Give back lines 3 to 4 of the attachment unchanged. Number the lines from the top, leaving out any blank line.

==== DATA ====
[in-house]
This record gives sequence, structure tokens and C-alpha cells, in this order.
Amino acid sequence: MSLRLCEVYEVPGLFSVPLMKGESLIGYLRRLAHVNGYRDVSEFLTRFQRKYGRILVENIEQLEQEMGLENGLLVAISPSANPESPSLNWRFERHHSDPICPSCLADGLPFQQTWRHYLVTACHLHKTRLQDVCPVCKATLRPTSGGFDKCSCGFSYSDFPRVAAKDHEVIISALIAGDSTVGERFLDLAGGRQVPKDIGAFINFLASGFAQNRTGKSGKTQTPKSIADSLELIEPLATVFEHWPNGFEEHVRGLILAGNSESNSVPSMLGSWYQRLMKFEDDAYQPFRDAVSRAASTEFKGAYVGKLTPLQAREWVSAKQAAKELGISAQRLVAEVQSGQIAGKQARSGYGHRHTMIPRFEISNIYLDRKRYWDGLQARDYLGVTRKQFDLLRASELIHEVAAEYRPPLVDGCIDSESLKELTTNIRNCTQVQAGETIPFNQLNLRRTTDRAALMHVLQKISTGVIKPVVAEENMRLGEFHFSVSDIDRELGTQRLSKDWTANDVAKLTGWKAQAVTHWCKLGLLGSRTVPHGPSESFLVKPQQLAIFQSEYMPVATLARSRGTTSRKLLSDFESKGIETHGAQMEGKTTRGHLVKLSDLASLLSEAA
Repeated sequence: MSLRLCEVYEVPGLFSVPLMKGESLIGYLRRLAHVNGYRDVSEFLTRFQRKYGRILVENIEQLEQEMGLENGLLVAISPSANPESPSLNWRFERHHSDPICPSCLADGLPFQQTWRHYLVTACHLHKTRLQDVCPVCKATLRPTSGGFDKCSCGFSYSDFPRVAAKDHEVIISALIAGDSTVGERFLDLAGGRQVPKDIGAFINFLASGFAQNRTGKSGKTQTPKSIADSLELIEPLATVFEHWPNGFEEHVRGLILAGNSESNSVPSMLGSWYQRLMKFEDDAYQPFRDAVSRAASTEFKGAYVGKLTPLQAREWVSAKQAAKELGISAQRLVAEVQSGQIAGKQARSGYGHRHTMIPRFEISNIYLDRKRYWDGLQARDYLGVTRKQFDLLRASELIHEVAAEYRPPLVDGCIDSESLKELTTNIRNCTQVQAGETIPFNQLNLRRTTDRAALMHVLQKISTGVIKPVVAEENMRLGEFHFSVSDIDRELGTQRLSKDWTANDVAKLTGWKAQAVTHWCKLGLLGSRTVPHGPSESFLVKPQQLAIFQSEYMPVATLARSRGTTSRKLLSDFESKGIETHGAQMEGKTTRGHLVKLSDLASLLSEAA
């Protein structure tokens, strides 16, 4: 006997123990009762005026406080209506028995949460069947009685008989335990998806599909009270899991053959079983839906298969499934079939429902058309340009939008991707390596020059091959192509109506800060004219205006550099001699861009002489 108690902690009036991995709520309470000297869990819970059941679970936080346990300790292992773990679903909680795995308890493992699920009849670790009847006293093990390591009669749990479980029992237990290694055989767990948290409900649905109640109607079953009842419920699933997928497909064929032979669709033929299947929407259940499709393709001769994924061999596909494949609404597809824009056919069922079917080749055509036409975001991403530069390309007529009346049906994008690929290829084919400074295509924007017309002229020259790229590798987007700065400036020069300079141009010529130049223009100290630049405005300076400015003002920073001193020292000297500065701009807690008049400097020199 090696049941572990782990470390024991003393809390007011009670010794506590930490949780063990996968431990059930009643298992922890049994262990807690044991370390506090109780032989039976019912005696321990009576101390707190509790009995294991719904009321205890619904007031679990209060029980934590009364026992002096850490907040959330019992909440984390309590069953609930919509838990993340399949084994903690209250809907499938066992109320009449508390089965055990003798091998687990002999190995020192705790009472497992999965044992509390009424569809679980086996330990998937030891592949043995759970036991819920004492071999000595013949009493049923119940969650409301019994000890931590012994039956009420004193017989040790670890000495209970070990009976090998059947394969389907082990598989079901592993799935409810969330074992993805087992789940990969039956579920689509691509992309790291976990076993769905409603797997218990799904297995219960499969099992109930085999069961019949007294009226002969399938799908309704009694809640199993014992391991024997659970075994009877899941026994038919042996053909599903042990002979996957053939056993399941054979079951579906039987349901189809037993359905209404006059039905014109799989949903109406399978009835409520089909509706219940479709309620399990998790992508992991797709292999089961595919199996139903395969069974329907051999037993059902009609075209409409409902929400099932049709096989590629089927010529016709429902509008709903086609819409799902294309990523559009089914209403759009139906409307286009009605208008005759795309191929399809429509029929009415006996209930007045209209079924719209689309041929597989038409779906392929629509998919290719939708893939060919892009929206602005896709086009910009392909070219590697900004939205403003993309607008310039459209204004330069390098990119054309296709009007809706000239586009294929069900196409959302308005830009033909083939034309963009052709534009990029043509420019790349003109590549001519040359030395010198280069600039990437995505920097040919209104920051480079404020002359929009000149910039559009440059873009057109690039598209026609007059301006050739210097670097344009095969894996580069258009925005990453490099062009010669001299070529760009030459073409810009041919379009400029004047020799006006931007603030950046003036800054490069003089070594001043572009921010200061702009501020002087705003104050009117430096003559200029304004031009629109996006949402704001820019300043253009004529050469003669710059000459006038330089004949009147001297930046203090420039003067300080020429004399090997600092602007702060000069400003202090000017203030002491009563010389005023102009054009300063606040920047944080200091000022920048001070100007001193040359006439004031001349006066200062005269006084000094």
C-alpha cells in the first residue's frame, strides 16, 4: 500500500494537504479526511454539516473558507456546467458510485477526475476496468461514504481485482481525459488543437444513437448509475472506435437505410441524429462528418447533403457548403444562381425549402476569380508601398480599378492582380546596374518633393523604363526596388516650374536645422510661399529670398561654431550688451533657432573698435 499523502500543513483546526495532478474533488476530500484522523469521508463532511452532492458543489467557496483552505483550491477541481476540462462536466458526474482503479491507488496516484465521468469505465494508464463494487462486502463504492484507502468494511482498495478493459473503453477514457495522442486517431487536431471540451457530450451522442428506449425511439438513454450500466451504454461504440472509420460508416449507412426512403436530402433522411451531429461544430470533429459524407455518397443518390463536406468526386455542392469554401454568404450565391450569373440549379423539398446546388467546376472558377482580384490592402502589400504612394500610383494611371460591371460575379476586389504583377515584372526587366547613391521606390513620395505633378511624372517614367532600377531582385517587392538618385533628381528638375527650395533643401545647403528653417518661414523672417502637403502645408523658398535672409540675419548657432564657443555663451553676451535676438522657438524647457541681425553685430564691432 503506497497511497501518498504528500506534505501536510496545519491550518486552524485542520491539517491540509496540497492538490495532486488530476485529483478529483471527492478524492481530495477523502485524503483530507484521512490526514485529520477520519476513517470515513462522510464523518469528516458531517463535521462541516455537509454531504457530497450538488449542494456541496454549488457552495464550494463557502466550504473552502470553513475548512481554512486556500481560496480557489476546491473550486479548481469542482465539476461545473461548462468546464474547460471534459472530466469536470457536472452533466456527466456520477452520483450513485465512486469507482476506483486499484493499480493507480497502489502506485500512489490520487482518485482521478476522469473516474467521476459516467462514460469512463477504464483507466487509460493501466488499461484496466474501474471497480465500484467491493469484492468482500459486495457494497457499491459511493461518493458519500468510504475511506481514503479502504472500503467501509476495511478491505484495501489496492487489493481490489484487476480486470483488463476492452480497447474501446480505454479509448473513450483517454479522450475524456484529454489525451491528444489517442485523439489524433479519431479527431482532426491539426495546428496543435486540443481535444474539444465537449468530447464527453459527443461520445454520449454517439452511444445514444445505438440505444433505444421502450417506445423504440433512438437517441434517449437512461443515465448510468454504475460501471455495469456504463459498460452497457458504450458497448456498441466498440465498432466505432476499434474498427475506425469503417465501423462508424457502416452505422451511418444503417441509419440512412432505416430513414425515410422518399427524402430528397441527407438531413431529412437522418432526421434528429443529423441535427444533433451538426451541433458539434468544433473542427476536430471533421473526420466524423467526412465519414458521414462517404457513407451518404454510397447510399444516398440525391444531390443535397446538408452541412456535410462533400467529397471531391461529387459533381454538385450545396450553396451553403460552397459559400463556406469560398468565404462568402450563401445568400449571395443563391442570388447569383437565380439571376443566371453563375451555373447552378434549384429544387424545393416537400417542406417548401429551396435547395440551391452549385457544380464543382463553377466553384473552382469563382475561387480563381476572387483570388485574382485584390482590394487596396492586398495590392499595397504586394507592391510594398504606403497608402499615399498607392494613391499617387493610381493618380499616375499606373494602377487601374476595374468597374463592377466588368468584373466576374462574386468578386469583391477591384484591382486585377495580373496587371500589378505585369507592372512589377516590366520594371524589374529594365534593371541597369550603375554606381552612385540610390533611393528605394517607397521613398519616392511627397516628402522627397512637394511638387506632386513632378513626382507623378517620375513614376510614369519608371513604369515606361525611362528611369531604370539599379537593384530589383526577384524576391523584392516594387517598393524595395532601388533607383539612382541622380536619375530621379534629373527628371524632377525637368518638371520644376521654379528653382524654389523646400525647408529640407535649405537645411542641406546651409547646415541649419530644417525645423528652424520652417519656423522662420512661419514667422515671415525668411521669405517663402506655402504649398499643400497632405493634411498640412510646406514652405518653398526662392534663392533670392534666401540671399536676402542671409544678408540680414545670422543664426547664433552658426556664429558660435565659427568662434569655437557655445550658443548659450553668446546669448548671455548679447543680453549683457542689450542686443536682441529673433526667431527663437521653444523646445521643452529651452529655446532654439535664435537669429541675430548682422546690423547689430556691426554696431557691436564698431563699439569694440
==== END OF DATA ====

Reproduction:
Amino acid sequence: MSLRLCEVYEVPGLFSVPLMKGESLIGYLRRLAHVNGYRDVSEFLTRFQRKYGRILVENIEQLEQEMGLENGLLVAISPSANPESPSLNWRFERHHSDPICPSCLADGLPFQQTWRHYLVTACHLHKTRLQDVCPVCKATLRPTSGGFDKCSCGFSYSDFPRVAAKDHEVIISALIAGDSTVGERFLDLAGGRQVPKDIGAFINFLASGFAQNRTGKSGKTQTPKSIADSLELIEPLATVFEHWPNGFEEHVRGLILAGNSESNSVPSMLGSWYQRLMKFEDDAYQPFRDAVSRAASTEFKGAYVGKLTPLQAREWVSAKQAAKELGISAQRLVAEVQSGQIAGKQARSGYGHRHTMIPRFEISNIYLDRKRYWDGLQARDYLGVTRKQFDLLRASELIHEVAAEYRPPLVDGCIDSESLKELTTNIRNCTQVQAGETIPFNQLNLRRTTDRAALMHVLQKISTGVIKPVVAEENMRLGEFHFSVSDIDRELGTQRLSKDWTANDVAKLTGWKAQAVTHWCKLGLLGSRTVPHGPSESFLVKPQQLAIFQSEYMPVATLARSRGTTSRKLLSDFESKGIETHGAQMEGKTTRGHLVKLSDLASLLSEAA
Repeated sequence: MSLRLCEVYEVPGLFSVPLMKGESLIGYLRRLAHVNGYRDVSEFLTRFQRKYGRILVENIEQLEQEMGLENGLLVAISPSANPESPSLNWRFERHHSDPICPSCLADGLPFQQTWRHYLVTACHLHKTRLQDVCPVCKATLRPTSGGFDKCSCGFSYSDFPRVAAKDHEVIISALIAGDSTVGERFLDLAGGRQVPKDIGAFINFLASGFAQNRTGKSGKTQTPKSIADSLELIEPLATVFEHWPNGFEEHVRGLILAGNSESNSVPSMLGSWYQRLMKFEDDAYQPFRDAVSRAASTEFKGAYVGKLTPLQAREWVSAKQAAKELGISAQRLVAEVQSGQIAGKQARSGYGHRHTMIPRFEISNIYLDRKRYWDGLQARDYLGVTRKQFDLLRASELIHEVAAEYRPPLVDGCIDSESLKELTTNIRNCTQVQAGETIPFNQLNLRRTTDRAALMHVLQKISTGVIKPVVAEENMRLGEFHFSVSDIDRELGTQRLSKDWTANDVAKLTGWKAQAVTHWCKLGLLGSRTVPHGPSESFLVKPQQLAIFQSEYMPVATLARSRGTTSRKLLSDFESKGIETHGAQMEGKTTRGHLVKLSDLASLLSEAA